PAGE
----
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The tooth is an amazing sensory organ. The outside of the tooth, the enamel, is the hardest tissue in the human body. The enamel surrounds another layer of the tooth called the dentin. The tooth pulp lies in the middle of the tooth. The pulp contains blood vessels, nerve fibers and other connective tissue. Although the pulp has several functions, including the formation of dentin, the sensory function of teeth is quite interesting.
The nerve fibers inside teeth are exquisitely sensitive to stimulation when they can be activated. If you have ever had a cracked tooth or had a cavity in a tooth, you know that the message sent to the brain by the teeth is PAIN!!!. (The existence of a nonpainful sensory function of teeth is being debated in the current scientific literature). However, in undamaged teeth, the sensory fibers in teeth appear to be "quiet".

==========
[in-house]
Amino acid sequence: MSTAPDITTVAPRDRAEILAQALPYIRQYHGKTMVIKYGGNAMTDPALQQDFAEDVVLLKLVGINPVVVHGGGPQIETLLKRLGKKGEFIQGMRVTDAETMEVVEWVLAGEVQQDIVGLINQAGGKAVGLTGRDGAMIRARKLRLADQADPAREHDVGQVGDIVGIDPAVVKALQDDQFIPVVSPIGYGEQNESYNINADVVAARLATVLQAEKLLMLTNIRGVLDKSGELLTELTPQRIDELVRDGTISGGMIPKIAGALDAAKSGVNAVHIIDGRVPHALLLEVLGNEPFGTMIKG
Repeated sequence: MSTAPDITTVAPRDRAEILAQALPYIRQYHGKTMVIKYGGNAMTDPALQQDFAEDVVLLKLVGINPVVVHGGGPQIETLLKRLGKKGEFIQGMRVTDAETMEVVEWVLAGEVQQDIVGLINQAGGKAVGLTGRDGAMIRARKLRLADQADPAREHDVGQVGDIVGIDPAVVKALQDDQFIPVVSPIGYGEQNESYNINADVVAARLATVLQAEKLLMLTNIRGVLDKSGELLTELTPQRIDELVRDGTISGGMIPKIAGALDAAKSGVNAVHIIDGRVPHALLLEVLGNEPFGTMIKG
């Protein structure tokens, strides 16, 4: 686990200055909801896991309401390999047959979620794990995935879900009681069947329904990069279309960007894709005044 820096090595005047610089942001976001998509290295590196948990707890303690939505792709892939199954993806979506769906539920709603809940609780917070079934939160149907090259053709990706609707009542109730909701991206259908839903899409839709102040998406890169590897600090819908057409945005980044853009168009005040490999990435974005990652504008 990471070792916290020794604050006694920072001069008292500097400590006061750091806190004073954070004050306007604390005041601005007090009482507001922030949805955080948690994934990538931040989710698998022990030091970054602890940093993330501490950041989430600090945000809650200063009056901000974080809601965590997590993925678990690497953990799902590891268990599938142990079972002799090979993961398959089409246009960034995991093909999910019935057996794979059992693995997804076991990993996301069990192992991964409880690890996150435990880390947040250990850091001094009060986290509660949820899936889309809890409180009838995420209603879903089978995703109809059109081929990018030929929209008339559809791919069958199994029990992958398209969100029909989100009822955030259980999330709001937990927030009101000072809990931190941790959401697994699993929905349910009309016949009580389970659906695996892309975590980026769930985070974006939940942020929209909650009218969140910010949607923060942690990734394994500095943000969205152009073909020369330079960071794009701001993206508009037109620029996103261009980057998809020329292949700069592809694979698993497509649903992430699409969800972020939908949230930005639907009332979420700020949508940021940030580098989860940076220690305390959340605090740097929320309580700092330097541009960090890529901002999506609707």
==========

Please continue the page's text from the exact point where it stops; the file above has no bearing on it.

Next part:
You may be thinking..."Wait a minute. If I touch my teeth, I feel the touch and it doesn't hurt. So the teeth must send nonpainful signals." It is true, of course, that if you touch your teeth you feel the touch. However, the sensation you feel is NOT the result of activating nerve fibers INSIDE the tooth. Rather, touching the tooth activates nerve fibers in the periodontal ligament (the ligament that surrounds the tooth) that are very sensitive to slight displacement of the tooth.
However, if the tooth is damaged by decay or trauma, the nerve fibers inside the tooth may respond to external stimuli and when they are, you are sure to feel pain.
Just for the record, children usually have 20 baby teeth (also called milk teeth). Adults have 32 permanent teeth. The 32 teeth in adults include the 3rd molars, also called the wisdom teeth. In some people the wisdom teeth do not come in at all.
Did you know?
These facts from Wynbrandt, J., The Excruciating History of
Dentistry, New York: St. Martin's Press, 1998.
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